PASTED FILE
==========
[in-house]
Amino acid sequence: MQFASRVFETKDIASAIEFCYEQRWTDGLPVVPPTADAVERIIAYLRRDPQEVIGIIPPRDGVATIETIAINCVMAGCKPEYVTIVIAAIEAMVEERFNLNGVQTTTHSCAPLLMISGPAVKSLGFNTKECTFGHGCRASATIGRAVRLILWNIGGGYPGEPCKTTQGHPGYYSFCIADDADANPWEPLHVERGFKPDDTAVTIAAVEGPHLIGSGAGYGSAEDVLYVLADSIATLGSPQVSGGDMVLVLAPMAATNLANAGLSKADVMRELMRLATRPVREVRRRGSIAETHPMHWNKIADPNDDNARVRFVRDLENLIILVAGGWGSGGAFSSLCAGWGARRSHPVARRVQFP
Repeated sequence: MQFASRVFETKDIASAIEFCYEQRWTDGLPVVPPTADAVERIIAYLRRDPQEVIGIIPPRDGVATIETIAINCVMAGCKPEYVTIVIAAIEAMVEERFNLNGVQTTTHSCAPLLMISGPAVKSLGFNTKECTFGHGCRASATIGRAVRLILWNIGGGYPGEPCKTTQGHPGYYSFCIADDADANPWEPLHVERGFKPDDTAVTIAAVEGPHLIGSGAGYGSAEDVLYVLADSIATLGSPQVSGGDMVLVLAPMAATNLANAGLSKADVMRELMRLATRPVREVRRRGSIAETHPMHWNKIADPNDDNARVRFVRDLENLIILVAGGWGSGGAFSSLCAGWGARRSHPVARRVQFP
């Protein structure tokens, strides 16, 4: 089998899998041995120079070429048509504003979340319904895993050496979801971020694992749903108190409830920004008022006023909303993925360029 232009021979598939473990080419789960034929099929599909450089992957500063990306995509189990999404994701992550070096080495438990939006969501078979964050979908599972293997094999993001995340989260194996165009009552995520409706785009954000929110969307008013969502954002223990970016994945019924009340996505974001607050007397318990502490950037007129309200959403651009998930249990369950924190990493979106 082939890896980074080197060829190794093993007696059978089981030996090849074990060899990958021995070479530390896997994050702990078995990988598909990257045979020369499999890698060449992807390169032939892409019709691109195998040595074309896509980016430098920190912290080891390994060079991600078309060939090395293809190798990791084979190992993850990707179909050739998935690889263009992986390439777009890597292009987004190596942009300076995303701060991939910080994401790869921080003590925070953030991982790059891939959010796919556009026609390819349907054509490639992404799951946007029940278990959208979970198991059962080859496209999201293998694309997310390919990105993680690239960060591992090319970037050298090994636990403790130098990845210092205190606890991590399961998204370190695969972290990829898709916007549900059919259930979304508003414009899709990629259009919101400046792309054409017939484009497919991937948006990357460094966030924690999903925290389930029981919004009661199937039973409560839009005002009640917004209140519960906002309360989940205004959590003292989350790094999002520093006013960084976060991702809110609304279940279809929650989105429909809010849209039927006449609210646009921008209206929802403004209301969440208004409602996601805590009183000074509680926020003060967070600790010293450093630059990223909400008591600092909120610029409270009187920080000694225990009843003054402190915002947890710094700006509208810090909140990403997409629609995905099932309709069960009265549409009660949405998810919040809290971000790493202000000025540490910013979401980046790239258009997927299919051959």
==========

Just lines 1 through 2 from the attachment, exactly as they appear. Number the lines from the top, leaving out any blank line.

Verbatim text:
[in-house]
Amino acid sequence: MQFASRVFETKDIASAIEFCYEQRWTDGLPVVPPTADAVERIIAYLRRDPQEVIGIIPPRDGVATIETIAINCVMAGCKPEYVTIVIAAIEAMVEERFNLNGVQTTTHSCAPLLMISGPAVKSLGFNTKECTFGHGCRASATIGRAVRLILWNIGGGYPGEPCKTTQGHPGYYSFCIADDADANPWEPLHVERGFKPDDTAVTIAAVEGPHLIGSGAGYGSAEDVLYVLADSIATLGSPQVSGGDMVLVLAPMAATNLANAGLSKADVMRELMRLATRPVREVRRRGSIAETHPMHWNKIADPNDDNARVRFVRDLENLIILVAGGWGSGGAFSSLCAGWGARRSHPVARRVQFP